The below is from the section "Fornholt's Mockturtle Quest" by Hilda C. Hannifen.
It's important to know that the characters at this point were circumventing a "hot" room which had some "Godholm" material (and radiation), and one of the PCs, Tedron, had turned into Efreet form temporarily to withstand the heat. They have just walked into a room with a cabinet that has 6 doors, and a door that should see them clear of the radiation area.
As we advanced into the room which had the cabinet, the last in line noticed a sign on the outside of the door light up: "Game in Progress." The door swung to of itself and refused to open. 3 Doors n the cabinet opened and out of the cubbyholes came 3 robots with weapons and a target-painted shield. Each had 24 lights: none glowing. We found no matter what the weapon +s or strength, the "damage" was only the weapon's basic damage as if non-magical; damage was reflected by the number of lights lit on the robot. Certain hits lit double the ordinary number of lights. Owen rolling hot (a 17 was needed to hit) was able to get Turan's robot out of the way quickly (Turan had only 18 HP so he had to be quick) and Bruciver finished his shortly thereafter. Tedron didn't do so well with his since it did not want to get too close to his "hot" armor. Instead he maneuvered it towards the corner which was slagged where its positronic brain malfunctioned. Each of the 3 fighters had to fight a robot and got a 5000 GP piece of jewelry as a result. These were dueling dummies they had fought.This immediately precedes a troll encounter. I get the feeling that it wouldn't have been out of place in the parts of Greyhawk that inspired the Machine Level and so on: an encounter that is quite serious, but at the same time is whimsical enough to have a "Game in Progress" sign light up. The California dungeons were different but the spirit is less far off than people think.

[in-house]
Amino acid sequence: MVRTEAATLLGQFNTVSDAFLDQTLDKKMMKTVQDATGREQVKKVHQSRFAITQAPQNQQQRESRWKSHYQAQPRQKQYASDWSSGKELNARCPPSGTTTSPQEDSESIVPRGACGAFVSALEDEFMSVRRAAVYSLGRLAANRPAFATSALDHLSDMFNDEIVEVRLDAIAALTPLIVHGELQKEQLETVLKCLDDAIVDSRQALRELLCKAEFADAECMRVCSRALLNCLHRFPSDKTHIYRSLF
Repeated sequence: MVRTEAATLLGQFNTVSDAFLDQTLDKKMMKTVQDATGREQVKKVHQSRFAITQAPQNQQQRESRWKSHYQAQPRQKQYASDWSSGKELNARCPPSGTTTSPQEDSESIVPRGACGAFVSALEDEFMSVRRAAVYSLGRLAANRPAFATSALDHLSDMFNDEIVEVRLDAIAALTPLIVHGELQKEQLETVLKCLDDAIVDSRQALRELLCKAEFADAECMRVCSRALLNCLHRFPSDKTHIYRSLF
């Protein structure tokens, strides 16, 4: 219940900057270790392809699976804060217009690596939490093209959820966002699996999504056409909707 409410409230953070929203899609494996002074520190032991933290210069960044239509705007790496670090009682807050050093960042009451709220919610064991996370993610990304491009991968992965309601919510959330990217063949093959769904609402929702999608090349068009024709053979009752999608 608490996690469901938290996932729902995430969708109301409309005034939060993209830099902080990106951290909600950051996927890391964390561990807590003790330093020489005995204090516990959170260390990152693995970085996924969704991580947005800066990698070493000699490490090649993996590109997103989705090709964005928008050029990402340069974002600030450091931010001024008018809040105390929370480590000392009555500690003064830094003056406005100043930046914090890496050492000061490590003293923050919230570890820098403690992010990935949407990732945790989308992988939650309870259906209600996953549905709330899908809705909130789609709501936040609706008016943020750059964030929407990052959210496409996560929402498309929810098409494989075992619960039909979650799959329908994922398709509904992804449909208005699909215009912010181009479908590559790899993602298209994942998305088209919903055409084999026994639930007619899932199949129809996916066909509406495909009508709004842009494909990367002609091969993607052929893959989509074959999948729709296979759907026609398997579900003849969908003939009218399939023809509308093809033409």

A few fun things come out of this. First, an idea that robots are somehow immune to the bonuses for magical weapons and the effects of high Strength. It's a neat twist in the rules, and the kind of thing that can freak out players who are quite confident in their high-level PCs. Second, the way Tedron beats his dueling robot. Maneuver like this is something that's natural in old school D&D, or at least should be; the combat system is simple but it's really meant to be run with positioning as a "natural" part of it.
Of course the robots had positronic brains; that simply seems natural for a '70s robot. (One suspects that, being in a dungeon, these "dueling dummies" may not have obeyed the Three Laws of Robotics.) But those 5000 GP pieces of jewelry - I wonder where they came from? Maybe out of a compartment in the robot, or out of the cabinet. It puts me in mind of a dungeon version of a boardwalk arcade game.
This is all very "funhouse," but to me it's a wonderful example of the kind of weirdness that permeated the early years of D&D.